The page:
Alor Sindh

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Alor is a city and district Headquarters in the Punjab province of Pakistan. Aror or Alor (Urdu: الور‎), Alrúr is the medieval name of the city of Rohri (in Sindh, modern Pakistan).

Variants of name


James Todd[1] writes that The Balas on the continent of Saurashtra, on the contrary, assert their origin to be Induvansa, and that they are the Balaka- putras who were the ancient lords of Aror on the Indus. It would be presumption to decide between these claims ; but I would venture to surmise that they might be the offspring of Salya, one of the princes of the Mahabharata, who founded Aror.

According to James Tod [2]Salya, the founder of Aror on the Indus, a capital I had the good fortune to discover. Salya is the Siharas of Abu-l Fazl. [Ain, ii. 343.]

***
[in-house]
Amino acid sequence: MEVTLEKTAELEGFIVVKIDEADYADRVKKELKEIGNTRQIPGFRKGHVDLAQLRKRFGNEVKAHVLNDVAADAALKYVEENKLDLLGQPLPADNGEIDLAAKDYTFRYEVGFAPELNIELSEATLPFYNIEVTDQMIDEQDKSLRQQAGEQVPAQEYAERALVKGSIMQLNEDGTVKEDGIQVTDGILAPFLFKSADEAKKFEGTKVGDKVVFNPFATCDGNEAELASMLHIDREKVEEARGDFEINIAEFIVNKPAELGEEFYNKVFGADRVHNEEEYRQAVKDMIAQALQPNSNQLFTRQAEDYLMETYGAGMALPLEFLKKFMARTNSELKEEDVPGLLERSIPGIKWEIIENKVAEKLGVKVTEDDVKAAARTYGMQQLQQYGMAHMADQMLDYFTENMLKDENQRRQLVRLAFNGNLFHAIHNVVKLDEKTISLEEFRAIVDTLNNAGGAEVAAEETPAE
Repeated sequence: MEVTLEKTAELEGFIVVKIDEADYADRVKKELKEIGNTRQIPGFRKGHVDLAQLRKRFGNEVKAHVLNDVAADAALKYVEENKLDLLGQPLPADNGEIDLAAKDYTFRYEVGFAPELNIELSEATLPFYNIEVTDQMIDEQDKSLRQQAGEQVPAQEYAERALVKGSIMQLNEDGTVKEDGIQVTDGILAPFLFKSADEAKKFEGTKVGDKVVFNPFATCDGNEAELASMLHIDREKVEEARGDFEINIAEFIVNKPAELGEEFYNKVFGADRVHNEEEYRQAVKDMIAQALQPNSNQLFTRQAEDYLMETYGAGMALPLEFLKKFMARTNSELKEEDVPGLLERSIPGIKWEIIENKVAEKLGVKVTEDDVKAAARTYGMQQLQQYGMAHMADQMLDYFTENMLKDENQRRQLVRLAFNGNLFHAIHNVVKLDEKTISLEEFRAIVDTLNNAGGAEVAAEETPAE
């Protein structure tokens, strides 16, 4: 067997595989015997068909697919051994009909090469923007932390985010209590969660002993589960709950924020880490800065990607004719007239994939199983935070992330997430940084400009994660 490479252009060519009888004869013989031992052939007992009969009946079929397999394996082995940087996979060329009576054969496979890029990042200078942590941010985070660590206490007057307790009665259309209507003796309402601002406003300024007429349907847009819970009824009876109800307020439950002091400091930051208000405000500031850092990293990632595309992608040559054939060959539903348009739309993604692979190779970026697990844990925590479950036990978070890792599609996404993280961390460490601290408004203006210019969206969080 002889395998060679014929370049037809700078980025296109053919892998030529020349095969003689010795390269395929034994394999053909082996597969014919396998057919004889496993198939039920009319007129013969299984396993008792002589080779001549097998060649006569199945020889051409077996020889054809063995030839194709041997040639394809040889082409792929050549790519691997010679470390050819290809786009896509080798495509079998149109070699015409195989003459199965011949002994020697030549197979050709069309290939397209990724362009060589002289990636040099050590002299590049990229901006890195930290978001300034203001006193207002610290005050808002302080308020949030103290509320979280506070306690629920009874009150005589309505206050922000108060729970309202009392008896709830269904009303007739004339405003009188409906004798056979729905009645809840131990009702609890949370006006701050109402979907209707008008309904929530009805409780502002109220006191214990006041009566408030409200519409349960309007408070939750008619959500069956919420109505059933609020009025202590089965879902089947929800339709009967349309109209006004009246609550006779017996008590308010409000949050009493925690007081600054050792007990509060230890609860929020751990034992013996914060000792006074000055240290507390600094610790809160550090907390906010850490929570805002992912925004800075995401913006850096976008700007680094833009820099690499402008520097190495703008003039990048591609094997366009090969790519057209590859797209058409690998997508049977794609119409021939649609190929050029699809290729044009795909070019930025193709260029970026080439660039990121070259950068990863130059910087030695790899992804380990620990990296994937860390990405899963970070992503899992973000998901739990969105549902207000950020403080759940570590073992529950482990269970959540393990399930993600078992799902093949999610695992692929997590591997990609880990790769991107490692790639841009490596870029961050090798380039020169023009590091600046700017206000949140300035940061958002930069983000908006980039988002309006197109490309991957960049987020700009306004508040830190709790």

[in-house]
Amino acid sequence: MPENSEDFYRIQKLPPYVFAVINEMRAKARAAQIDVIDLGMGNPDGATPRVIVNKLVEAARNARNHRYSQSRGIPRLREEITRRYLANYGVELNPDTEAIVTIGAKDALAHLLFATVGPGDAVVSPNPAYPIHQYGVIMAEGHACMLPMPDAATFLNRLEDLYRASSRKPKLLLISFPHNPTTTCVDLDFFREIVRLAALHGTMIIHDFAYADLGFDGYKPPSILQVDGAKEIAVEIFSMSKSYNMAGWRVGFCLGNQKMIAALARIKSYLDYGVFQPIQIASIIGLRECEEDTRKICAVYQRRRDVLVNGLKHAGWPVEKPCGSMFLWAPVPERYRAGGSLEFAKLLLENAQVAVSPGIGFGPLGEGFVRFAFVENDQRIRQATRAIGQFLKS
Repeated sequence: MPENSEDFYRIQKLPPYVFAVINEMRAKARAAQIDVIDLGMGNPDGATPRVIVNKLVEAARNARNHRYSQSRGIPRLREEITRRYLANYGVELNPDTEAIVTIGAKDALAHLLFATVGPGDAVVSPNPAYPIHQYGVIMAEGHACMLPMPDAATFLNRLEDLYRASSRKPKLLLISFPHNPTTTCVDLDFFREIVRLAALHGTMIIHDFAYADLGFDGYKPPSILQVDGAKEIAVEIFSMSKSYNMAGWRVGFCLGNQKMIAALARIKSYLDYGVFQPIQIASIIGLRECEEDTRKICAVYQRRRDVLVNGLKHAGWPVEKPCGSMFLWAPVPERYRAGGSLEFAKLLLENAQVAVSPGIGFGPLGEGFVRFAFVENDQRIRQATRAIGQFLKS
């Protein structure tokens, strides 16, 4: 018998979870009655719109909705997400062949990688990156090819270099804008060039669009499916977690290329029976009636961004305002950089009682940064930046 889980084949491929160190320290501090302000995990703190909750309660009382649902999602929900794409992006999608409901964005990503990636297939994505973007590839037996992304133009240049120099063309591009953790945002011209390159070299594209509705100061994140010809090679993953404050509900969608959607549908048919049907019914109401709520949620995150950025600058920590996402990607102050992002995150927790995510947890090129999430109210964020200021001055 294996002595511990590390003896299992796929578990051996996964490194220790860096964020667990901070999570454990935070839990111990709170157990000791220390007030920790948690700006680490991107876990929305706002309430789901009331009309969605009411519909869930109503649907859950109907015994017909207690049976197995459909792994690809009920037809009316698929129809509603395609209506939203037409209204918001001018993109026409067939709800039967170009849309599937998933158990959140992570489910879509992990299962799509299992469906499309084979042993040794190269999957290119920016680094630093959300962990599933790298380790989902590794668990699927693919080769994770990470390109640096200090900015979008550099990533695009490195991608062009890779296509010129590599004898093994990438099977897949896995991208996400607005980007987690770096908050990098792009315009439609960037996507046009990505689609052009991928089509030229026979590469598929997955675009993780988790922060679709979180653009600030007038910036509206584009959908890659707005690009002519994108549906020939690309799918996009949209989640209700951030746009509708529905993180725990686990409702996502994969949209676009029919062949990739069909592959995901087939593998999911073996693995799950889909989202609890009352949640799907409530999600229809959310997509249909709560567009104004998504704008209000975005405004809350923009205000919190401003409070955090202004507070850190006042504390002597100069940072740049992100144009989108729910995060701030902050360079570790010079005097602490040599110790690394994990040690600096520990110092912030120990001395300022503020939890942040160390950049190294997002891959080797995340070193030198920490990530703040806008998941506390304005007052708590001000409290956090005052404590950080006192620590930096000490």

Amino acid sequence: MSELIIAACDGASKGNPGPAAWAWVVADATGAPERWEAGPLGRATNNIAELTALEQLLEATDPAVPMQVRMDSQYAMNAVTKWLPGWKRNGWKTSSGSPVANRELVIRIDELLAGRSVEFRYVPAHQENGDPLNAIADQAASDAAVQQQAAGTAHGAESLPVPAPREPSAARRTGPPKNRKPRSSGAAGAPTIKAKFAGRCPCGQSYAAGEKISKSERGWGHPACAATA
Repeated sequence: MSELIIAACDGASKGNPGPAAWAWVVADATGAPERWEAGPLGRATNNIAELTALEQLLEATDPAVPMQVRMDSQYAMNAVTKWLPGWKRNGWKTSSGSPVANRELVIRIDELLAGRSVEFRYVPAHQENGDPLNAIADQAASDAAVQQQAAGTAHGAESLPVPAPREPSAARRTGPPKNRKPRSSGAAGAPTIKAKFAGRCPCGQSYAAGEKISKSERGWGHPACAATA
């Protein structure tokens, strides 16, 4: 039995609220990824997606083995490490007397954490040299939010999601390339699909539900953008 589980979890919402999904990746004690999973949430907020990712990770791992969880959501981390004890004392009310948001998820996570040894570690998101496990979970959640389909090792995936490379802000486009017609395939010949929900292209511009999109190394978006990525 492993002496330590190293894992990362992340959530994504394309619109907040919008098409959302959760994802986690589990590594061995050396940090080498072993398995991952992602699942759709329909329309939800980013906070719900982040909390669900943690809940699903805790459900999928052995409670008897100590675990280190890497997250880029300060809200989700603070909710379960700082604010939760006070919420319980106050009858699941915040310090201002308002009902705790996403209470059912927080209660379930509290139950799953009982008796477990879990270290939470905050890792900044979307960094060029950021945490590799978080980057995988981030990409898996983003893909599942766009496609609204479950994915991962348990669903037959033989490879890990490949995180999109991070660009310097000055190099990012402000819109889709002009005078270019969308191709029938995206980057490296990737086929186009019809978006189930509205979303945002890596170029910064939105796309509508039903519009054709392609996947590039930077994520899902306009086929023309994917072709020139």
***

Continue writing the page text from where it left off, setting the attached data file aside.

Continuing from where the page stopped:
Jat clans



According to James Todd[3] Kuru had two sons, Sudhanush and Parikshita. The descendants of the former terminated with Jarasandha, whose capital was Rajagriha on the Ganges, in the province of Bihar. From Parikshita descended the monarchs Santanu and Balaka : the first producing the rivals of the Great War, Yudhishthira and Duryodhana ; the other the Balakaputras.

The sons of Balaka founded two kingdoms : Palibothra, on the lower Ganges ; and Aror, on the eastern bank of the Indus, founded by Sahl.